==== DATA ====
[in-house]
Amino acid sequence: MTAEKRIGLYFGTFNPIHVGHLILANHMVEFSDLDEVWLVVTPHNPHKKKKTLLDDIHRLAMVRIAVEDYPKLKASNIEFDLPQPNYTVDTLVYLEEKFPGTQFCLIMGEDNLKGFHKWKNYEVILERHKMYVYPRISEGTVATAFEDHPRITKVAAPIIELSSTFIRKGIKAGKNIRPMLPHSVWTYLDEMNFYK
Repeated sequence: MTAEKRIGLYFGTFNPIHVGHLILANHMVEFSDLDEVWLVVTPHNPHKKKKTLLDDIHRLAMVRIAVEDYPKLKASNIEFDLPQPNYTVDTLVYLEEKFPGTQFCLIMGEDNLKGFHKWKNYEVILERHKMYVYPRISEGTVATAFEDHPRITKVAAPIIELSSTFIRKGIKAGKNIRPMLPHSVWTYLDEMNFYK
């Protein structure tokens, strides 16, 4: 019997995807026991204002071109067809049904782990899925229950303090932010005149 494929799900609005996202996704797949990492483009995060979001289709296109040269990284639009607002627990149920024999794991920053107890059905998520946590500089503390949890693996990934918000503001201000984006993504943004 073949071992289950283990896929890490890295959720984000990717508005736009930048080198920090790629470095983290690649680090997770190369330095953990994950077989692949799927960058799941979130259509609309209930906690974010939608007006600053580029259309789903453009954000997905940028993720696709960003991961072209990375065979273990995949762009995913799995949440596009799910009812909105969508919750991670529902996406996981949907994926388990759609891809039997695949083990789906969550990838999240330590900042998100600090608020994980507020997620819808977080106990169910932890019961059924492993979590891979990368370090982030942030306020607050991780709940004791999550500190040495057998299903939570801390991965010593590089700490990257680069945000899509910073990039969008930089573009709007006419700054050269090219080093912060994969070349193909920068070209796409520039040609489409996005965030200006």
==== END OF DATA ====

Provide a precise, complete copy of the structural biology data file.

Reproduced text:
[in-house]
Amino acid sequence: MTAEKRIGLYFGTFNPIHVGHLILANHMVEFSDLDEVWLVVTPHNPHKKKKTLLDDIHRLAMVRIAVEDYPKLKASNIEFDLPQPNYTVDTLVYLEEKFPGTQFCLIMGEDNLKGFHKWKNYEVILERHKMYVYPRISEGTVATAFEDHPRITKVAAPIIELSSTFIRKGIKAGKNIRPMLPHSVWTYLDEMNFYK
Repeated sequence: MTAEKRIGLYFGTFNPIHVGHLILANHMVEFSDLDEVWLVVTPHNPHKKKKTLLDDIHRLAMVRIAVEDYPKLKASNIEFDLPQPNYTVDTLVYLEEKFPGTQFCLIMGEDNLKGFHKWKNYEVILERHKMYVYPRISEGTVATAFEDHPRITKVAAPIIELSSTFIRKGIKAGKNIRPMLPHSVWTYLDEMNFYK
């Protein structure tokens, strides 16, 4: 019997995807026991204002071109067809049904782990899925229950303090932010005149 494929799900609005996202996704797949990492483009995060979001289709296109040269990284639009607002627990149920024999794991920053107890059905998520946590500089503390949890693996990934918000503001201000984006993504943004 073949071992289950283990896929890490890295959720984000990717508005736009930048080198920090790629470095983290690649680090997770190369330095953990994950077989692949799927960058799941979130259509609309209930906690974010939608007006600053580029259309789903453009954000997905940028993720696709960003991961072209990375065979273990995949762009995913799995949440596009799910009812909105969508919750991670529902996406996981949907994926388990759609891809039997695949083990789906969550990838999240330590900042998100600090608020994980507020997620819808977080106990169910932890019961059924492993979590891979990368370090982030942030306020607050991780709940004791999550500190040495057998299903939570801390991965010593590089700490990257680069945000899509910073990039969008930089573009709007006419700054050269090219080093912060994969070349193909920068070209796409520039040609489409996005965030200006």